Destination :: Fort Davis National Historic Site

  • Fort Davis National Historic Site: For small, one-story buildings line up in a row, backdropped by hills.

    Shared Lieutenants' Quarters. May 2018. Image 1/6

  • Fort Davis National Historic Site: The ruins of two-story buildings are visible against a hill.

    Officers' Quarters. May 2018. Image 2/6

  • Fort Davis National Historic Site: A period wagon sits next to a marked trail; preserved foundations and hills are visible in the background.

    Preserved foundations and a period wagon. May 2018. Image 3/6

  • Fort Davis National Historic Site: Rough-cut stone steps lead up a steep hillside.

    One of the Tall Grass Loop access points. May 2018. Image 4/6

  • Fort Davis National Historic Site: A trail leads along the crest of a sparsely covered hill.

    View along the North Ridge Trail. May 2018. Image 5/6

  • Fort Davis National Historic Site: A trail disappears into the distance, flanked by two hills.

    Hospital Canyon Trail. May 2018. Image 6/6

Fort Davis was established to help protect settlers and travelers from raids by native Comanches, Kiowas, and Apaches in the 1800s. Today, the site is one of the best-preserved forts from the period of the Texas-Indian Wars, and includes buildings in a variety of states, from bare foundations to restored and furnished buildings.

Brief History

Raiding by the Apaches, Commanches, and Kiowas is common in what was then Northern Mexico. When the Mexican War ends, the United States takes over responsibility for protecting travelers and settlers in the area.1
October 23, 1854
Fort Davis is established to help protect settlers and travelers on the frontier from raids by the Comanches, Kiowas, and Apaches.2
Spring 1861
The Civil War causes the federal government to withdraw troops. Confederate troops occupy the fort.3
Summer 1862
The federal government takes over management of the fort again, although it is soon abandoned.
June 1867
Lieutenant Colonel Wesley Merritt reoccupies the fort with four cavalry companies. Most of the original buildings were no longer habitable, and rebuilding began immediately.
Thanks to rebuilding efforts, the fort now has a post, officers' quarters, enlisted men's barracks, a guardhouse, a hospital, and storehouses.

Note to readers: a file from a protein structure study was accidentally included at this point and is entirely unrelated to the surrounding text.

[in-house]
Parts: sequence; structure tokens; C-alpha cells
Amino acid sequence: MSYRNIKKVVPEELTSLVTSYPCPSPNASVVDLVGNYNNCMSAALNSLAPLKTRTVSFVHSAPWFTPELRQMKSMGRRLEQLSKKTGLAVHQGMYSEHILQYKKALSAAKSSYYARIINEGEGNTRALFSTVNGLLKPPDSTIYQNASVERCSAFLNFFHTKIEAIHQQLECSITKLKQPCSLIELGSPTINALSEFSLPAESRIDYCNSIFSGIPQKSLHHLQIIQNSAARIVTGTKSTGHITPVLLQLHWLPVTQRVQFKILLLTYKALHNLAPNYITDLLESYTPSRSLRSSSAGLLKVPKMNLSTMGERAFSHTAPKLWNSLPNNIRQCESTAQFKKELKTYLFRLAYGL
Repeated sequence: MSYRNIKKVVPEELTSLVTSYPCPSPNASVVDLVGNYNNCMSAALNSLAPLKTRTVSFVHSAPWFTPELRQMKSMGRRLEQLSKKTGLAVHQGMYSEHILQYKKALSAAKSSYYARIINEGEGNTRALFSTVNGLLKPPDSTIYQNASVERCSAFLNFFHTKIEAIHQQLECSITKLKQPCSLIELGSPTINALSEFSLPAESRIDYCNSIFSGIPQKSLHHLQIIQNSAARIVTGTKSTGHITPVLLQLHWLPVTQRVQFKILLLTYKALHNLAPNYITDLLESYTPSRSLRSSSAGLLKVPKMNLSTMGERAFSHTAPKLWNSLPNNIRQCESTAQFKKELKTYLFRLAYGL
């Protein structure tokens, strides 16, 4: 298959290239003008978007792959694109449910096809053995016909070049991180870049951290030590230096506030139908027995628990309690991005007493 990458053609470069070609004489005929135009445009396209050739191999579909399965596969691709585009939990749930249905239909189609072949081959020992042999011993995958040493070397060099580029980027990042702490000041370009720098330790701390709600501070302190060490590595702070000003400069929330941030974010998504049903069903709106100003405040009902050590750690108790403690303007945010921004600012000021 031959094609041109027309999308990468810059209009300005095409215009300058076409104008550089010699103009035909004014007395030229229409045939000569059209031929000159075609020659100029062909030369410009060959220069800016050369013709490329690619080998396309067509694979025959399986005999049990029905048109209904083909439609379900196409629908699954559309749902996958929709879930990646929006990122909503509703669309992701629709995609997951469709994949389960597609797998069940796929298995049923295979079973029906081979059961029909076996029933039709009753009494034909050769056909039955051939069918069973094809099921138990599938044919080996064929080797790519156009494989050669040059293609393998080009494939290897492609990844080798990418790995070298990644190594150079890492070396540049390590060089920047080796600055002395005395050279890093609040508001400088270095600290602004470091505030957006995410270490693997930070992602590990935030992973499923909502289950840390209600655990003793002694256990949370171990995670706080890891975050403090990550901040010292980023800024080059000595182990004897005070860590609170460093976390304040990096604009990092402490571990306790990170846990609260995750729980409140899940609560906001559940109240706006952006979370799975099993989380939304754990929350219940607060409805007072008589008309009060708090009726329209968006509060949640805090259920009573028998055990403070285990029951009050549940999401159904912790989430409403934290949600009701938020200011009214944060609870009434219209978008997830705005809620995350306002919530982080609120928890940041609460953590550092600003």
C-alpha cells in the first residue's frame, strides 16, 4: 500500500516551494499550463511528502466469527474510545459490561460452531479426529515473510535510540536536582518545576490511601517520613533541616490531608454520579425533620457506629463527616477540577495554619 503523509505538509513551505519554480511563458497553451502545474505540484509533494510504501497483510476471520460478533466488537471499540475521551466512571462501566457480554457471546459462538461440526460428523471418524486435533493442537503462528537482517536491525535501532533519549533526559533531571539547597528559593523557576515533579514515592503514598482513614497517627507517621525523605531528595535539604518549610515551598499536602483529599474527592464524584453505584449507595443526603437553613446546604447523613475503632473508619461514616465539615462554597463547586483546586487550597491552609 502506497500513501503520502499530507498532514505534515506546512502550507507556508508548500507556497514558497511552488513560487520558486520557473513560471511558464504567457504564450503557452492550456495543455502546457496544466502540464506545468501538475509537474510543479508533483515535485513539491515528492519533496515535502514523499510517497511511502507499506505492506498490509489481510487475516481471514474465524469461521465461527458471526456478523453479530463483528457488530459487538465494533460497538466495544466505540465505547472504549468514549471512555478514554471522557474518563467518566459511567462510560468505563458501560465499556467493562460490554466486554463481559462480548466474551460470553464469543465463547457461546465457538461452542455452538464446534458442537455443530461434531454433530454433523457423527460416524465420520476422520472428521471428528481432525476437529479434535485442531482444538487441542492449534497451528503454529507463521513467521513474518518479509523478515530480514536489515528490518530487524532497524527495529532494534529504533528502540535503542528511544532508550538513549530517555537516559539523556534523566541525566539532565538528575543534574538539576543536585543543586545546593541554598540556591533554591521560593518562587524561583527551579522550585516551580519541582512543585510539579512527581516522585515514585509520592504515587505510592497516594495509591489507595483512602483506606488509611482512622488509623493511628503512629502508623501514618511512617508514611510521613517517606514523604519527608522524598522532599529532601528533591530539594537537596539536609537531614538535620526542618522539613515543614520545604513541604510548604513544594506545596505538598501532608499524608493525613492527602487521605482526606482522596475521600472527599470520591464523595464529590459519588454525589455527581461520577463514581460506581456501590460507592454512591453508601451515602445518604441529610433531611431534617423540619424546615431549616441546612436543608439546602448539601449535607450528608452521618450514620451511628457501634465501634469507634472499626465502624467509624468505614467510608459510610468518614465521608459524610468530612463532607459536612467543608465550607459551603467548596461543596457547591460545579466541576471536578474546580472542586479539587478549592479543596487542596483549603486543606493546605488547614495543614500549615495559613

The Texas-Indian Wars officially end, although Apaches continue to threaten travelers on the San Antonio-El Paso road.
Fort Davis conducts its last major military campaign, driving the Apaches into Mexico.
Building ceased in the 1880s, by which time the fort had over 100 structures.
Fort Davis transitions from providing military support to providing escort services, conducting infrastructure repairs, and pursuing bandits.
Most of the remaining Native tribes in the Southwest have been forced onto reservations.4
June 1891
The army begins consolidating its frontier forts; Fort Davis is determined to have "outlived its usefulness" and is abandoned.
Fort Davis becomes a National Historic Site.


Fort Davis, Texas, 79734
United States



Once or Twice is Enough

Informative displays and plenty of information make self-guided walking tours a breeze. The trails, which can be steep in places and require some easy scrambling, offer fantastic views of the surrounding country and have interpretive plaques every so often, many of which describe the various ways local flora and fauna can be deadly.

Visits: 1 Visited: May 2018

Quick Statistics

523 acres5
Over 3.5 miles6
4,900 feet7


  1. Fort Davis (brochure), NPS.
  2. "Fort Davis National Historic Site" (Heiner), NPS.
  3. Unless otherwise noted, information about the park and park history is from "Fort Davis: Frontier Post," NPS.
  4. Fort Davis (brochure), NPS.
  5. Fort Davis (brochure), NPS.
  6. Fort Davis National Historic Site: Hiking and Interpretive Trails, NPS.
  7. Fort Davis (brochure), NPS.


  • "Fort Davis: Frontier Post." Fort Davis National Historic Site. National Park Service. September 22, 2012. Accessed September 5, 2018. Link.
  • Fort Davis. Brochure. National Park Service. Accessed September 5, 2018. Link.
  • Fort Davis National Historic Site: Hiking and Interpretive Trails. Map. National Park Service. 2016. Accessed September 5, 2018. Link.
  • Heiner, John. "Fort Davis National Historic Site." National Park Getaways. National Park Service. January 2, 2012. Accessed September 5, 2018. Link.